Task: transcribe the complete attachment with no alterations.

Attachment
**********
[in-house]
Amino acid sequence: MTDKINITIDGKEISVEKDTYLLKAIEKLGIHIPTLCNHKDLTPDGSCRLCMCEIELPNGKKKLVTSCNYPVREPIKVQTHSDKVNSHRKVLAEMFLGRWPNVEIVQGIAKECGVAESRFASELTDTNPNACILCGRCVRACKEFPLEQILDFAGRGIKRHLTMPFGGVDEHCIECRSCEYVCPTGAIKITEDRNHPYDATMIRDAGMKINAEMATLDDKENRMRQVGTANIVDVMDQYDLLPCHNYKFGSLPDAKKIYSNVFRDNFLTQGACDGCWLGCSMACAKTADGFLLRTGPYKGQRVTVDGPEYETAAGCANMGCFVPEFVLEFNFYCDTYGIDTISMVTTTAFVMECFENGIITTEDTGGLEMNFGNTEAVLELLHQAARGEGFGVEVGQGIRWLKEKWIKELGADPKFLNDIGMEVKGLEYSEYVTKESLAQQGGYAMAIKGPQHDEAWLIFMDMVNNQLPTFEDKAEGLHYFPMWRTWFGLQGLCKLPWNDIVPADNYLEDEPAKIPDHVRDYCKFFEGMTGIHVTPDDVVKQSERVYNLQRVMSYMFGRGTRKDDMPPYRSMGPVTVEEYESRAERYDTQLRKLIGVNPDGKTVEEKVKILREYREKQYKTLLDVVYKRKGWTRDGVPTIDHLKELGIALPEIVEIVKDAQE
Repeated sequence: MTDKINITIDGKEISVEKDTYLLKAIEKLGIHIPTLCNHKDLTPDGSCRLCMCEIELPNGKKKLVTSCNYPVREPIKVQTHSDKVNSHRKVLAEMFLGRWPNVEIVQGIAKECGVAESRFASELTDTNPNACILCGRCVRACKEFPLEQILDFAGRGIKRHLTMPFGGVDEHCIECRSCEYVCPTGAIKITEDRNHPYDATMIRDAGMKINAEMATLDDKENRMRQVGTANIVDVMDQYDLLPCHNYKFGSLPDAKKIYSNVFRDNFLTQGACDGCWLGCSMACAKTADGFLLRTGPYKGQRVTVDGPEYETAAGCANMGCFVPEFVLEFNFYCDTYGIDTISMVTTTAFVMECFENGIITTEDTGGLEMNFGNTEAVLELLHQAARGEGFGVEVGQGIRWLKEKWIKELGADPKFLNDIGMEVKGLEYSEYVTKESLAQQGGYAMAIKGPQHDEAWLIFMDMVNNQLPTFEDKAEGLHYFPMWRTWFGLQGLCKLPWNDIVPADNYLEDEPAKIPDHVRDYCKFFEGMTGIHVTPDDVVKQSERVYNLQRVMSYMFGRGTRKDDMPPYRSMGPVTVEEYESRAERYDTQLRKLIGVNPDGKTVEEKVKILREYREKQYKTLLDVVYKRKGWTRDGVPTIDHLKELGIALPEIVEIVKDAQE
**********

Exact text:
[in-house]
Amino acid sequence: MTDKINITIDGKEISVEKDTYLLKAIEKLGIHIPTLCNHKDLTPDGSCRLCMCEIELPNGKKKLVTSCNYPVREPIKVQTHSDKVNSHRKVLAEMFLGRWPNVEIVQGIAKECGVAESRFASELTDTNPNACILCGRCVRACKEFPLEQILDFAGRGIKRHLTMPFGGVDEHCIECRSCEYVCPTGAIKITEDRNHPYDATMIRDAGMKINAEMATLDDKENRMRQVGTANIVDVMDQYDLLPCHNYKFGSLPDAKKIYSNVFRDNFLTQGACDGCWLGCSMACAKTADGFLLRTGPYKGQRVTVDGPEYETAAGCANMGCFVPEFVLEFNFYCDTYGIDTISMVTTTAFVMECFENGIITTEDTGGLEMNFGNTEAVLELLHQAARGEGFGVEVGQGIRWLKEKWIKELGADPKFLNDIGMEVKGLEYSEYVTKESLAQQGGYAMAIKGPQHDEAWLIFMDMVNNQLPTFEDKAEGLHYFPMWRTWFGLQGLCKLPWNDIVPADNYLEDEPAKIPDHVRDYCKFFEGMTGIHVTPDDVVKQSERVYNLQRVMSYMFGRGTRKDDMPPYRSMGPVTVEEYESRAERYDTQLRKLIGVNPDGKTVEEKVKILREYREKQYKTLLDVVYKRKGWTRDGVPTIDHLKELGIALPEIVEIVKDAQE
Repeated sequence: MTDKINITIDGKEISVEKDTYLLKAIEKLGIHIPTLCNHKDLTPDGSCRLCMCEIELPNGKKKLVTSCNYPVREPIKVQTHSDKVNSHRKVLAEMFLGRWPNVEIVQGIAKECGVAESRFASELTDTNPNACILCGRCVRACKEFPLEQILDFAGRGIKRHLTMPFGGVDEHCIECRSCEYVCPTGAIKITEDRNHPYDATMIRDAGMKINAEMATLDDKENRMRQVGTANIVDVMDQYDLLPCHNYKFGSLPDAKKIYSNVFRDNFLTQGACDGCWLGCSMACAKTADGFLLRTGPYKGQRVTVDGPEYETAAGCANMGCFVPEFVLEFNFYCDTYGIDTISMVTTTAFVMECFENGIITTEDTGGLEMNFGNTEAVLELLHQAARGEGFGVEVGQGIRWLKEKWIKELGADPKFLNDIGMEVKGLEYSEYVTKESLAQQGGYAMAIKGPQHDEAWLIFMDMVNNQLPTFEDKAEGLHYFPMWRTWFGLQGLCKLPWNDIVPADNYLEDEPAKIPDHVRDYCKFFEGMTGIHVTPDDVVKQSERVYNLQRVMSYMFGRGTRKDDMPPYRSMGPVTVEEYESRAERYDTQLRKLIGVNPDGKTVEEKVKILREYREKQYKTLLDVVYKRKGWTRDGVPTIDHLKELGIALPEIVEIVKDAQE